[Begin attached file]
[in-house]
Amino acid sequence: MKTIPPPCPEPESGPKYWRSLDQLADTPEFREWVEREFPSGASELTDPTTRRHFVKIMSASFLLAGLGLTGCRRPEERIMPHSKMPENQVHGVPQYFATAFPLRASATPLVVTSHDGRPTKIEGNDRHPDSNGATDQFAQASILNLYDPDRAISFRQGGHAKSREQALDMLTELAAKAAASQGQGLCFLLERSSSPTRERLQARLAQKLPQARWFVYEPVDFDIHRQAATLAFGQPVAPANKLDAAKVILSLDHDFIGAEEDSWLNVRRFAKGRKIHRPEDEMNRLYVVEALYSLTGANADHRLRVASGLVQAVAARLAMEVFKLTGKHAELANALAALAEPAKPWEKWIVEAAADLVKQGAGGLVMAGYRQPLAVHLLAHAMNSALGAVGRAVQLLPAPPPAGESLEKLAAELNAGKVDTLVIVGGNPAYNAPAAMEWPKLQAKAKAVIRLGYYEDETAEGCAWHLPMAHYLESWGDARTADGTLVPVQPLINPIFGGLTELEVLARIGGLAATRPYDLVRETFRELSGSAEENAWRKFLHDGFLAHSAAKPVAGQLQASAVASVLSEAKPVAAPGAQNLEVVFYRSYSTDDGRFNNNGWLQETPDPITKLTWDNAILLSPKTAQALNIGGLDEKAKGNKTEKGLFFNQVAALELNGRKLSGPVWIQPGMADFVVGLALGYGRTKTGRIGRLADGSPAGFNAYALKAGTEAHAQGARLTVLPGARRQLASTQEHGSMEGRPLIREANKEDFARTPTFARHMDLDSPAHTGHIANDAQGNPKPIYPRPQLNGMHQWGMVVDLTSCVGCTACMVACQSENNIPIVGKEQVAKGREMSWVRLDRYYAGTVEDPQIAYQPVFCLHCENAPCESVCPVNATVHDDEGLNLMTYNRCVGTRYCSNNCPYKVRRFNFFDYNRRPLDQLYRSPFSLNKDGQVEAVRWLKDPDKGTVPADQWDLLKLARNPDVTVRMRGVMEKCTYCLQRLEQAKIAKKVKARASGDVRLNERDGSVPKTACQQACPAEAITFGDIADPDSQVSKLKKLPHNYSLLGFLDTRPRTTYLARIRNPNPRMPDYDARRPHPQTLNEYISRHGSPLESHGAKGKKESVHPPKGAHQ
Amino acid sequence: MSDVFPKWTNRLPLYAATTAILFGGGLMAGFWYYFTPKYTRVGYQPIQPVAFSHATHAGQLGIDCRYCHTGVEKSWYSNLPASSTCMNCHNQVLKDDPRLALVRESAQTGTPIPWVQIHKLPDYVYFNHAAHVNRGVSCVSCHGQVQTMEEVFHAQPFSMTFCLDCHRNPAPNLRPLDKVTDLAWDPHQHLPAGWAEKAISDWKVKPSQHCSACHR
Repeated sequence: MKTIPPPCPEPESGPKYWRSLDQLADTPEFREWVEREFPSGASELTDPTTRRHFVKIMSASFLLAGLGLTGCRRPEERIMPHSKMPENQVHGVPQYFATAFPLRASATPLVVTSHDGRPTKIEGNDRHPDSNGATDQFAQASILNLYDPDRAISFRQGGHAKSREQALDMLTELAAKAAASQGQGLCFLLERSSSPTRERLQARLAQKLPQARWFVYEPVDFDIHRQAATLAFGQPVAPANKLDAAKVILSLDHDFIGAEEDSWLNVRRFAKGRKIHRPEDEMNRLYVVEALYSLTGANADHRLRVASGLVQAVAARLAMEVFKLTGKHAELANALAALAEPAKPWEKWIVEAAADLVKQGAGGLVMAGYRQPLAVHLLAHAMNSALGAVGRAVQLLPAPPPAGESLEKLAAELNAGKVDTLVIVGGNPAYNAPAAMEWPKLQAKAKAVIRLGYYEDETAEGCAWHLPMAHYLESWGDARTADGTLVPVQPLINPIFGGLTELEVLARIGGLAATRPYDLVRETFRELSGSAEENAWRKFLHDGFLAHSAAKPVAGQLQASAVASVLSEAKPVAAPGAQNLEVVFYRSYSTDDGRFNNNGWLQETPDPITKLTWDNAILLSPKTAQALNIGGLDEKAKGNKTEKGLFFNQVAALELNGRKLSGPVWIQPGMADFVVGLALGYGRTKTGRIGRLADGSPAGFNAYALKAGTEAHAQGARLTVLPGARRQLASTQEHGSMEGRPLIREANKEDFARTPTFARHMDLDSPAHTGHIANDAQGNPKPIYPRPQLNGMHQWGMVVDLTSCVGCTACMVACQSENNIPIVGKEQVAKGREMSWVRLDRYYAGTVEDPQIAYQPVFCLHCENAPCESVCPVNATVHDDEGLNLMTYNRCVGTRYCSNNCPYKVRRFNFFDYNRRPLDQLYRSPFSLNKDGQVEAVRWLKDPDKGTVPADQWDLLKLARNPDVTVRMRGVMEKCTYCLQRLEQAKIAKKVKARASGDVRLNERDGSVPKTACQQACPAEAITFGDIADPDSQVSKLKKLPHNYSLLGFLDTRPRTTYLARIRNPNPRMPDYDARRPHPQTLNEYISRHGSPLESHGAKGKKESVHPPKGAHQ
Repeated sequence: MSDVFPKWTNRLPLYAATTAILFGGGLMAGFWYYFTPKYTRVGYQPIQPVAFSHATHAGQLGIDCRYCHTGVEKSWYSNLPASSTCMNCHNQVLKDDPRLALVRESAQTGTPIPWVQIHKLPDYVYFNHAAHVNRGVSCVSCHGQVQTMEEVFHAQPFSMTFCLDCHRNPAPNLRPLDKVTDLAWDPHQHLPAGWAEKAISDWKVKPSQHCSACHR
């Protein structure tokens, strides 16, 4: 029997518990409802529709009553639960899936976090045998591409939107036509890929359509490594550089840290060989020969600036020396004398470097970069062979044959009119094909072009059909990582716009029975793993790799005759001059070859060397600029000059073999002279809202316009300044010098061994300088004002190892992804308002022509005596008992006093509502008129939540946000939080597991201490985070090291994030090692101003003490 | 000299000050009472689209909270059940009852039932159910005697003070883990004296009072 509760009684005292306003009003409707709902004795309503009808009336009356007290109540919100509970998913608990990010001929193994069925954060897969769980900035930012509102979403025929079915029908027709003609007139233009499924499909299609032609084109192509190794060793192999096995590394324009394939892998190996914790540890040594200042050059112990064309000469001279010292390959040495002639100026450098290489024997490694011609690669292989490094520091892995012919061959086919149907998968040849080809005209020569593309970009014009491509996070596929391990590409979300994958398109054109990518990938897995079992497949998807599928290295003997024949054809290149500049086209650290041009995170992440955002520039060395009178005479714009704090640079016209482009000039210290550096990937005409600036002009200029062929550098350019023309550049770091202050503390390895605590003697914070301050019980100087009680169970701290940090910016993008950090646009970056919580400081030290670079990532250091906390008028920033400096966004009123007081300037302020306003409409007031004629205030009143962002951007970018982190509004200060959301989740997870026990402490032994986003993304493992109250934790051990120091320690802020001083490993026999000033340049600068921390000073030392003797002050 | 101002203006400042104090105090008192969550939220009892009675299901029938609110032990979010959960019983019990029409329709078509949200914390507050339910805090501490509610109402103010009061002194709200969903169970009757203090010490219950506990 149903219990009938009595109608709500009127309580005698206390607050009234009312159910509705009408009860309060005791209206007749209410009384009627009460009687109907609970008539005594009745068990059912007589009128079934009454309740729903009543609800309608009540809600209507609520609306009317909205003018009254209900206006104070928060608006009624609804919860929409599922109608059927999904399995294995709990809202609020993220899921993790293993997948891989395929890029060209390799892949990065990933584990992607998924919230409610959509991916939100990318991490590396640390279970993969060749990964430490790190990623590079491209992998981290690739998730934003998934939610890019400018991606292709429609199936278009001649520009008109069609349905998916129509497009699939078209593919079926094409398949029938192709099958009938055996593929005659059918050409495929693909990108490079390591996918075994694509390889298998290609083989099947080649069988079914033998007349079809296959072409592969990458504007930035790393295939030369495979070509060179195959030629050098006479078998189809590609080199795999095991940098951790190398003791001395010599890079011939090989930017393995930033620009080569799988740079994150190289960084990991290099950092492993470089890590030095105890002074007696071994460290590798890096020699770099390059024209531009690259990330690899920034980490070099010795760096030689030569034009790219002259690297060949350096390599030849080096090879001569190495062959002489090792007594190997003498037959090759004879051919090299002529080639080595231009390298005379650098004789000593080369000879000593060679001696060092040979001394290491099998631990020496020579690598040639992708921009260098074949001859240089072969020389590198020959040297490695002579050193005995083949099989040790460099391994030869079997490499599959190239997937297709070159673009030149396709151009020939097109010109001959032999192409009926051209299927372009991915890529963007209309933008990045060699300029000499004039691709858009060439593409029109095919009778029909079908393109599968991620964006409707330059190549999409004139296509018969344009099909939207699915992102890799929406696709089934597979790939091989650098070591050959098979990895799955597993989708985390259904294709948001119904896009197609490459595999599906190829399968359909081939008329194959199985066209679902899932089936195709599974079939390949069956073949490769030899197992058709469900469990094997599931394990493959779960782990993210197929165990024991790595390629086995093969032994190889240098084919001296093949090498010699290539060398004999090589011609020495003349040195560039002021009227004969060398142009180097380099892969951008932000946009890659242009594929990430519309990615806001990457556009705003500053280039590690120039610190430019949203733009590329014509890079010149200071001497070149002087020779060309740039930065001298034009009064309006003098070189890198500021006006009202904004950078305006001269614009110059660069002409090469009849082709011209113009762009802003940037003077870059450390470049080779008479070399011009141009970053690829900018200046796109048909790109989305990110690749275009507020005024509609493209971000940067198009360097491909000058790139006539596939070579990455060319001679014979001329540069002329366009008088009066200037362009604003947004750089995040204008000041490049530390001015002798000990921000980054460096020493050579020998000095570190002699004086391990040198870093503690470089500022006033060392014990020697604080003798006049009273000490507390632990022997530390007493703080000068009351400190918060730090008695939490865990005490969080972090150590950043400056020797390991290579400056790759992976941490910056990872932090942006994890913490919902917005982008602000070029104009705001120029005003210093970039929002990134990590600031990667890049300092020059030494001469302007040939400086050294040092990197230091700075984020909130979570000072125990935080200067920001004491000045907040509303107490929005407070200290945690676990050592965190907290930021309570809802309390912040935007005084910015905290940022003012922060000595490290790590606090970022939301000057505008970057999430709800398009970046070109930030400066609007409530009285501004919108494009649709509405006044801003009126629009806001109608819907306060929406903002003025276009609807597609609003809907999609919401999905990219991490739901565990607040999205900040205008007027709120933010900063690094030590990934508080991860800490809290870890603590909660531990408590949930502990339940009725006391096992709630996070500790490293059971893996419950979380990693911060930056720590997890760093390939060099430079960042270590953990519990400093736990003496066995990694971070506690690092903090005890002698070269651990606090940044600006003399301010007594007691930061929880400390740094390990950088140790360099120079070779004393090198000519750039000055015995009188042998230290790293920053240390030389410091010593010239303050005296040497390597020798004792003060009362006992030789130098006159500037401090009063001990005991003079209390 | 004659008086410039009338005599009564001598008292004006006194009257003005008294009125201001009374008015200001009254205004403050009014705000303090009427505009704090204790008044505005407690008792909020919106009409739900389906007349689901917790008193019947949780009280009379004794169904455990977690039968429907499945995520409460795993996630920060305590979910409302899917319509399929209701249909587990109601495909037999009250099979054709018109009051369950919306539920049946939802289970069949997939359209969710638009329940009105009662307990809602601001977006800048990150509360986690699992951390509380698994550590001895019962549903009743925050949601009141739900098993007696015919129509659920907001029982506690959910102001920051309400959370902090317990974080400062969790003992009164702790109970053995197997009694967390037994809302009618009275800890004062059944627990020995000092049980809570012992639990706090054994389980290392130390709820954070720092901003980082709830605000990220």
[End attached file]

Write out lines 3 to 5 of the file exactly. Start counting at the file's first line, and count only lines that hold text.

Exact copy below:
Amino acid sequence: MSDVFPKWTNRLPLYAATTAILFGGGLMAGFWYYFTPKYTRVGYQPIQPVAFSHATHAGQLGIDCRYCHTGVEKSWYSNLPASSTCMNCHNQVLKDDPRLALVRESAQTGTPIPWVQIHKLPDYVYFNHAAHVNRGVSCVSCHGQVQTMEEVFHAQPFSMTFCLDCHRNPAPNLRPLDKVTDLAWDPHQHLPAGWAEKAISDWKVKPSQHCSACHR
Repeated sequence: MKTIPPPCPEPESGPKYWRSLDQLADTPEFREWVEREFPSGASELTDPTTRRHFVKIMSASFLLAGLGLTGCRRPEERIMPHSKMPENQVHGVPQYFATAFPLRASATPLVVTSHDGRPTKIEGNDRHPDSNGATDQFAQASILNLYDPDRAISFRQGGHAKSREQALDMLTELAAKAAASQGQGLCFLLERSSSPTRERLQARLAQKLPQARWFVYEPVDFDIHRQAATLAFGQPVAPANKLDAAKVILSLDHDFIGAEEDSWLNVRRFAKGRKIHRPEDEMNRLYVVEALYSLTGANADHRLRVASGLVQAVAARLAMEVFKLTGKHAELANALAALAEPAKPWEKWIVEAAADLVKQGAGGLVMAGYRQPLAVHLLAHAMNSALGAVGRAVQLLPAPPPAGESLEKLAAELNAGKVDTLVIVGGNPAYNAPAAMEWPKLQAKAKAVIRLGYYEDETAEGCAWHLPMAHYLESWGDARTADGTLVPVQPLINPIFGGLTELEVLARIGGLAATRPYDLVRETFRELSGSAEENAWRKFLHDGFLAHSAAKPVAGQLQASAVASVLSEAKPVAAPGAQNLEVVFYRSYSTDDGRFNNNGWLQETPDPITKLTWDNAILLSPKTAQALNIGGLDEKAKGNKTEKGLFFNQVAALELNGRKLSGPVWIQPGMADFVVGLALGYGRTKTGRIGRLADGSPAGFNAYALKAGTEAHAQGARLTVLPGARRQLASTQEHGSMEGRPLIREANKEDFARTPTFARHMDLDSPAHTGHIANDAQGNPKPIYPRPQLNGMHQWGMVVDLTSCVGCTACMVACQSENNIPIVGKEQVAKGREMSWVRLDRYYAGTVEDPQIAYQPVFCLHCENAPCESVCPVNATVHDDEGLNLMTYNRCVGTRYCSNNCPYKVRRFNFFDYNRRPLDQLYRSPFSLNKDGQVEAVRWLKDPDKGTVPADQWDLLKLARNPDVTVRMRGVMEKCTYCLQRLEQAKIAKKVKARASGDVRLNERDGSVPKTACQQACPAEAITFGDIADPDSQVSKLKKLPHNYSLLGFLDTRPRTTYLARIRNPNPRMPDYDARRPHPQTLNEYISRHGSPLESHGAKGKKESVHPPKGAHQ
Repeated sequence: MSDVFPKWTNRLPLYAATTAILFGGGLMAGFWYYFTPKYTRVGYQPIQPVAFSHATHAGQLGIDCRYCHTGVEKSWYSNLPASSTCMNCHNQVLKDDPRLALVRESAQTGTPIPWVQIHKLPDYVYFNHAAHVNRGVSCVSCHGQVQTMEEVFHAQPFSMTFCLDCHRNPAPNLRPLDKVTDLAWDPHQHLPAGWAEKAISDWKVKPSQHCSACHR